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I have never seen the TV adaptation of this book and only had a vague idea of what it was about. In terms of plot, this has more of a continuous storyline than Little House in the Big Woods. It's similar in that there are a lot of detailed descriptions of the processes and life activities, but this has more of a plot.
This is a good educational read to show what it was like for white settlers moving west in the 1800s. However, I do think adult assistance is needed for this book. While Little House in the Big Woods had some racist elements ("Old Ned" song about a dead "darkey"), this contains much more racism and negative views of the "other".
I do not think that books should be altered to represent present-day views, but the text should be used as a teaching opportunity. In this book, the Native Americans are mostly shown as negative. They are described as "wild" and "savage" and the saying, "The only good Indian is a dead Indian" is popular among multiple characters. There are a few interactions with the Native American people, but for the most part, the white family (with the exception of Pa and his progressive ways) is terrified of the people who are so different from them. Obviously this is from a child's views and it was probably pretty accurate to how Wilder felt at the time, but it definitely shows Native Americans in a negative light. Despite the fact it is declared multiple times in the text that the white people are kicking the Native Americans off of the land, the Native Americans are framed as the villains. The white people take the land and then get mad when the people living on that land are upset. Important history lesson.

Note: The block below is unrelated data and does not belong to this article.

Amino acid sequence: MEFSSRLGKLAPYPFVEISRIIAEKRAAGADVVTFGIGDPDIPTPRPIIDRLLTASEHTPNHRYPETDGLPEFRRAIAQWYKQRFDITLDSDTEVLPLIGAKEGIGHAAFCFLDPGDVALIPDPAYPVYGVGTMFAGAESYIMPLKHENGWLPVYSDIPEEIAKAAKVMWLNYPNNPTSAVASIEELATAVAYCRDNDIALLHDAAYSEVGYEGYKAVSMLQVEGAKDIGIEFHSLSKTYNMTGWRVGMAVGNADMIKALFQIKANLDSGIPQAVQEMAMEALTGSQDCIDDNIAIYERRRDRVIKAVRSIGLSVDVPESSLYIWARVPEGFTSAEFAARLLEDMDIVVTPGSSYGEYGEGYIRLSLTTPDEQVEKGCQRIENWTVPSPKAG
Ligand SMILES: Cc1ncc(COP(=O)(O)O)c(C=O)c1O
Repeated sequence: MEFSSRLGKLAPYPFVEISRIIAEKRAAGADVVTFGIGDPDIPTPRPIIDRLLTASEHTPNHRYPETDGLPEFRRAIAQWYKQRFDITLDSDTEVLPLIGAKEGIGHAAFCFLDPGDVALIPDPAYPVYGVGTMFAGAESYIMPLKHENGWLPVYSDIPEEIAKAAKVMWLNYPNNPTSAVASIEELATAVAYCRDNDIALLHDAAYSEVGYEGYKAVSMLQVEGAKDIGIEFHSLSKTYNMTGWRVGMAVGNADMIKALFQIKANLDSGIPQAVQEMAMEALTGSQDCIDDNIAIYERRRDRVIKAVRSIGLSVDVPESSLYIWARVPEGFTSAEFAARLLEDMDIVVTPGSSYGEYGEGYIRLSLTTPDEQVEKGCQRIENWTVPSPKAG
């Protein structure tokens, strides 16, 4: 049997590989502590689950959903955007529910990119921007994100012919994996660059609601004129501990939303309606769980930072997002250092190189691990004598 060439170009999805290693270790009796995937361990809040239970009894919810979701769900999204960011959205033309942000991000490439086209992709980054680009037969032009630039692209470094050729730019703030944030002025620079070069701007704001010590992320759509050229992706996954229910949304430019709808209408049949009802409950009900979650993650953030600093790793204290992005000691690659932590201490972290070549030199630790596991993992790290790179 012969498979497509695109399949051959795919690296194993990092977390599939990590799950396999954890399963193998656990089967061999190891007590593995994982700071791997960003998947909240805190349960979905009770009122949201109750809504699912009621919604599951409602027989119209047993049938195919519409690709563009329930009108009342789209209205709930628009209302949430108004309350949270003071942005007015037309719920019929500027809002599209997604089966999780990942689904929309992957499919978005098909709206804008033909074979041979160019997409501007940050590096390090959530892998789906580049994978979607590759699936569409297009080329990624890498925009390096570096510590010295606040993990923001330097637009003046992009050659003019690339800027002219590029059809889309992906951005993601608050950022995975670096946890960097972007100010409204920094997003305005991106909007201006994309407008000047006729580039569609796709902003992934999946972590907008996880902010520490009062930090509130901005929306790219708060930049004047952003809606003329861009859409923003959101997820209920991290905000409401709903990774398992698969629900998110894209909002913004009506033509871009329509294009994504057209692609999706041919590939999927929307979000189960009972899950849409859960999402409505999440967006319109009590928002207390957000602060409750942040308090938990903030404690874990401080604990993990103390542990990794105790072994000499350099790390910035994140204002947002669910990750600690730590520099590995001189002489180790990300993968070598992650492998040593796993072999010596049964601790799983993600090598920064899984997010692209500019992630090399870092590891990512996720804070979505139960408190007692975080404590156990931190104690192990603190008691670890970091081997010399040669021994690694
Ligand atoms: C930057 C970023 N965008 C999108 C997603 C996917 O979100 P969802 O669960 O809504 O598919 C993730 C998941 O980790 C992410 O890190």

So while this is a great educational read, I can't give it more than 3 stars because of the racist undertones. The views are clearly outdated, but it can still be used to teach about the historical events of the time.
Overall, it's a good educational read, but I suggest it in a classroom or other setting where these issues can be discussed and fully understood by the readers.